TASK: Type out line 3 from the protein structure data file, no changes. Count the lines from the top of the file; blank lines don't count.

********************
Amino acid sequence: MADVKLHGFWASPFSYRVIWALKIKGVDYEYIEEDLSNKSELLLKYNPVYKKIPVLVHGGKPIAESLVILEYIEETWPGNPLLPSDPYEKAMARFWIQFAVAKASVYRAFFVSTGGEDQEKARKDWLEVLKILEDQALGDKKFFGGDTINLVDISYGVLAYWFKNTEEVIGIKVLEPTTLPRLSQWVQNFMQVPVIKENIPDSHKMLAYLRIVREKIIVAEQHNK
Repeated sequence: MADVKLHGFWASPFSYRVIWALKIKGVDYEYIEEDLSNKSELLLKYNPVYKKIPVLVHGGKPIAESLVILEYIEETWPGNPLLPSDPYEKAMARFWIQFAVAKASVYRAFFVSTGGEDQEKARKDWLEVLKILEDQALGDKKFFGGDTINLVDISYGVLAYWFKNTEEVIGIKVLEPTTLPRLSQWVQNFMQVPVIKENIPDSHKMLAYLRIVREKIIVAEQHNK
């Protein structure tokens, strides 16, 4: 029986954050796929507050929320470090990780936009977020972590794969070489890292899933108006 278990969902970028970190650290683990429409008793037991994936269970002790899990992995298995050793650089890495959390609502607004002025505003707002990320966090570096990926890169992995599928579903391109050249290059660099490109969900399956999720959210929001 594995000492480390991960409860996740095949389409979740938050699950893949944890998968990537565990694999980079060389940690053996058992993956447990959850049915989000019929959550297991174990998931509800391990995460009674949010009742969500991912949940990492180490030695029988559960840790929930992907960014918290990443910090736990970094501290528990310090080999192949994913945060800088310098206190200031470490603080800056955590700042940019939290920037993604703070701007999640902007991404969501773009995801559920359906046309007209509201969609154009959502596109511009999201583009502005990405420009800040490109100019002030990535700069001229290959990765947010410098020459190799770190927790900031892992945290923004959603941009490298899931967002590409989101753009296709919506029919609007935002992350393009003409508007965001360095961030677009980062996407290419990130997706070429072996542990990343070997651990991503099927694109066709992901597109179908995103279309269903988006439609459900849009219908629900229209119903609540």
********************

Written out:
């Protein structure tokens, strides 16, 4: 029986954050796929507050929320470090990780936009977020972590794969070489890292899933108006 278990969902970028970190650290683990429409008793037991994936269970002790899990992995298995050793650089890495959390609502607004002025505003707002990320966090570096990926890169992995599928579903391109050249290059660099490109969900399956999720959210929001 594995000492480390991960409860996740095949389409979740938050699950893949944890998968990537565990694999980079060389940690053996058992993956447990959850049915989000019929959550297991174990998931509800391990995460009674949010009742969500991912949940990492180490030695029988559960840790929930992907960014918290990443910090736990970094501290528990310090080999192949994913945060800088310098206190200031470490603080800056955590700042940019939290920037993604703070701007999640902007991404969501773009995801559920359906046309007209509201969609154009959502596109511009999201583009502005990405420009800040490109100019002030990535700069001229290959990765947010410098020459190799770190927790900031892992945290923004959603941009490298899931967002590409989101753009296709919506029919609007935002992350393009003409508007965001360095961030677009980062996407290419990130997706070429072996542990990343070997651990991503099927694109066709992901597109179908995103279309269903988006439609459900849009219908629900229209119903609540």